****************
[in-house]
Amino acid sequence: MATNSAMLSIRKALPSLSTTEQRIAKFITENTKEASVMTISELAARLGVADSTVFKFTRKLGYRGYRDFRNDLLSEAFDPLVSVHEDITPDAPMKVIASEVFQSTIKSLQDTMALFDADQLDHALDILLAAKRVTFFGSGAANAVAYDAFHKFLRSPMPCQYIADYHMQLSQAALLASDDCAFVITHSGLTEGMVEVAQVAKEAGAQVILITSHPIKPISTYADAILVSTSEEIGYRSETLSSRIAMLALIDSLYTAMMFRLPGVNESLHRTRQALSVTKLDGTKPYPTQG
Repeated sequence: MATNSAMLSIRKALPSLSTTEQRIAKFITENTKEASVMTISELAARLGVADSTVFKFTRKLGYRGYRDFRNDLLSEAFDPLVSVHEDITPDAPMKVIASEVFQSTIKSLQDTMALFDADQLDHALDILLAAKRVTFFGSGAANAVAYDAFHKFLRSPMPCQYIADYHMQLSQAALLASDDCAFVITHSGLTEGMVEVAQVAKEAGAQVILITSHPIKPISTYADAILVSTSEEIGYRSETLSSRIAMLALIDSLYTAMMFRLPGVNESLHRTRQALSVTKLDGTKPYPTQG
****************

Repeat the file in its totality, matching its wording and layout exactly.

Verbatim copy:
[in-house]
Amino acid sequence: MATNSAMLSIRKALPSLSTTEQRIAKFITENTKEASVMTISELAARLGVADSTVFKFTRKLGYRGYRDFRNDLLSEAFDPLVSVHEDITPDAPMKVIASEVFQSTIKSLQDTMALFDADQLDHALDILLAAKRVTFFGSGAANAVAYDAFHKFLRSPMPCQYIADYHMQLSQAALLASDDCAFVITHSGLTEGMVEVAQVAKEAGAQVILITSHPIKPISTYADAILVSTSEEIGYRSETLSSRIAMLALIDSLYTAMMFRLPGVNESLHRTRQALSVTKLDGTKPYPTQG
Repeated sequence: MATNSAMLSIRKALPSLSTTEQRIAKFITENTKEASVMTISELAARLGVADSTVFKFTRKLGYRGYRDFRNDLLSEAFDPLVSVHEDITPDAPMKVIASEVFQSTIKSLQDTMALFDADQLDHALDILLAAKRVTFFGSGAANAVAYDAFHKFLRSPMPCQYIADYHMQLSQAALLASDDCAFVITHSGLTEGMVEVAQVAKEAGAQVILITSHPIKPISTYADAILVSTSEEIGYRSETLSSRIAMLALIDSLYTAMMFRLPGVNESLHRTRQALSVTKLDGTKPYPTQG